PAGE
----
Because of the condition, the safety condition, and also the
structure condition there, it was not opened and there was a wayside sign here
just simply to expand on what the house was and expand the history a little bit, just
for the information that it can contain in this one little area,
for people to read. And also when people are reading this, you can tell, you
have a pedestrian, you know, passing behind you and high-speed cars also
zooming through, it’s really not an ideal situation. Therefore it is a lost
opportunity to tell a rich story of this location, not only the Lockkeeper
House itself, the story of canal, of Washington Canal, and say “okay
now, that’s the start point.” Although we have a site in Georgetown that you can
visit for the Lockkeeper’s House, and there are multiple lockkeepers houses along the C&O
canal, but this really is the place where the oldest Lockkeeper House, and series
of lockkeeper houses started. And also have the story about the reclaimed land, and
close to the Washington Monument, and World War II memorial, and all of that.
So the key location actually provides a lot of interpretation and education
opportunities from this site, yet we were not taking advantage of that. So if, you know, if we move the house, if we
repair the house, we’re thinking about the function of it and how we use it,
when we decide to move it, there are a few objectives. One is that the house
wants to be moved far enough from the street corner, from two streets that had
is having increasing traffic – heavy traffic that vibrates the
ground, therefore the house got vibrated and the structure got weakened. So we
want to move it away from the street corner enough to avoid that. And we also
want to be sure there is enough space that we can utilize it to build a little bit
gateway plaza that receives people as groups, as individuals. So we want
enough space to do that, but we also don’t want to move it too far. We still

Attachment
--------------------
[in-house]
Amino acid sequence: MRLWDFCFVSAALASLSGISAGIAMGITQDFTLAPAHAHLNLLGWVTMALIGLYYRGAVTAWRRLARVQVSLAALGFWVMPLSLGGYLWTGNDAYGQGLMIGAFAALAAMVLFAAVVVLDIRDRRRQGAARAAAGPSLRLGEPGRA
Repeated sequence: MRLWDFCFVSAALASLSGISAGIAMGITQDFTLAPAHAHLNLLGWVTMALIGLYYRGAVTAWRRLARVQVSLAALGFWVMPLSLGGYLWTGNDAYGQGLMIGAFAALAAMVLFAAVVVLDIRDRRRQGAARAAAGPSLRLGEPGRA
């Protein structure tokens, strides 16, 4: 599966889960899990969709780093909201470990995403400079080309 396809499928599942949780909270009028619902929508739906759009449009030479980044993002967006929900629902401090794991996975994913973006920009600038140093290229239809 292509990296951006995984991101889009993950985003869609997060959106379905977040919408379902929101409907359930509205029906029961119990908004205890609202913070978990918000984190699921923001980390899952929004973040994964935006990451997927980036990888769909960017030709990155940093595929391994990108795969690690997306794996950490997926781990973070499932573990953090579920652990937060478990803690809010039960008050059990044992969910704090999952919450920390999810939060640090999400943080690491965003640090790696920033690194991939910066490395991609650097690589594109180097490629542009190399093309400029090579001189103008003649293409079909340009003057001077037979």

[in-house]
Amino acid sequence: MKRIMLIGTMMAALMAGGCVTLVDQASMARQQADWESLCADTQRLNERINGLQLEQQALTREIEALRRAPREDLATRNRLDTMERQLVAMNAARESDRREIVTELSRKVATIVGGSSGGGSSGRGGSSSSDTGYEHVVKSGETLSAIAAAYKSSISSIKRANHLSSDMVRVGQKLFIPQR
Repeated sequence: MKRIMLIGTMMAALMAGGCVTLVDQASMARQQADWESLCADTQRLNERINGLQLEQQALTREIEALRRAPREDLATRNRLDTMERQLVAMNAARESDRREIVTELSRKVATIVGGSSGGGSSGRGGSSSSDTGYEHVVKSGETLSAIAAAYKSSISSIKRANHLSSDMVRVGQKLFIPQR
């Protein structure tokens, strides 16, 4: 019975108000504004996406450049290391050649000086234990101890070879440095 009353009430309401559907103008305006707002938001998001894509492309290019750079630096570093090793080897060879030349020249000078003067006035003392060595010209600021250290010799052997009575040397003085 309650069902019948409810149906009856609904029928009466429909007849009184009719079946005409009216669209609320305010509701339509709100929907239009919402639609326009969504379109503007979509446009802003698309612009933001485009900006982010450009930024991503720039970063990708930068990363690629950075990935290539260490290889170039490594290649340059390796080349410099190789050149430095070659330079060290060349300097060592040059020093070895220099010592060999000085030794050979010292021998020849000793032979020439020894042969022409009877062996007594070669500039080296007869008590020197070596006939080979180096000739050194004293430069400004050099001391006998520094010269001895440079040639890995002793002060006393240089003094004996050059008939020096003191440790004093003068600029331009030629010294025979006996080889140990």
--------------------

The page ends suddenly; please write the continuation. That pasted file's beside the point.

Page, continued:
want this structure to relate to this street intersection and relate to its
original location. So this is roughly where the original Lockkeeper’s
House was, and then the location before the 2017 move and roughly where the
Lockkeeper’s House is sitting today.
So you can tell the first move was roughly 50 feet, and then the second
move is also 50 feet diagonally. To move the house, we need to prepare the
house – actually based on the contractor’s estimation, it’s weighted like a 110
tons, and close to probably more than 200,000 pounds.
The weight is not the problem, the structure and the structural integrity of
the house as it was, was a problem. So to be sure we can safely move it, and after the
move the house was still intact, we have to prepare this building. What we did
before moving is, we took out all the window frames, windows, doors, two stone
chimneys. Those stone chimneys were the revisions after the first move, so those
were not original, so we took them down; one, it’s easier for the house to be moved,
and another, is we will build the original chimney with brick material
anyways. So the roof also was taken down because, you know, we will
put a new roof – the old roof was not working anymore. And all the weakened
mortar joints of those stones – if you see, this lighter color of mortars – they were
redone, so they are holding the stones, exterior wall stones, together – be sure
when we move them, all the stones, all the pieces go along together. So it’s pretty much in
this, and then we put cement blocks in those spaces, so it supports the
exterior diverse laterally, so it’s keeping the house as an integrated
structure. This is the starting of the foundation, but the first move actually
was done a little bit simpler, they didn’t build a concrete foundation, what they
did is they cut the house at the pre-existing elevation and then buried
some of the stone walls and – moved and buried some stone walls – so the house was
shortened from original height, and the foundation was not that strong, that’s
why it’s causing shaking and loosing the building. The second move, we had a plan,
we did a basement so it’s a deep concrete footing with the room
basement areas to contain all the equipment, and then the house was cut
also at the level of – 1817 level – and moved to this location. So this
is a photograph showing the start of the excavation, the sheeting process. And you
can see the basement, this is the basement, we are building in, now all
the concrete walls were built and come to the level that the house will be
sitting in. And Wolfe, a house and building moving
company, is the contractor, the general contractor is Hensel Phelps, they are
really specialized in moving houses and buildings – they moved a lot of structures,
a lot of them are larger than this one. What they did is they
started with taking pieces of stones from the exterior wall.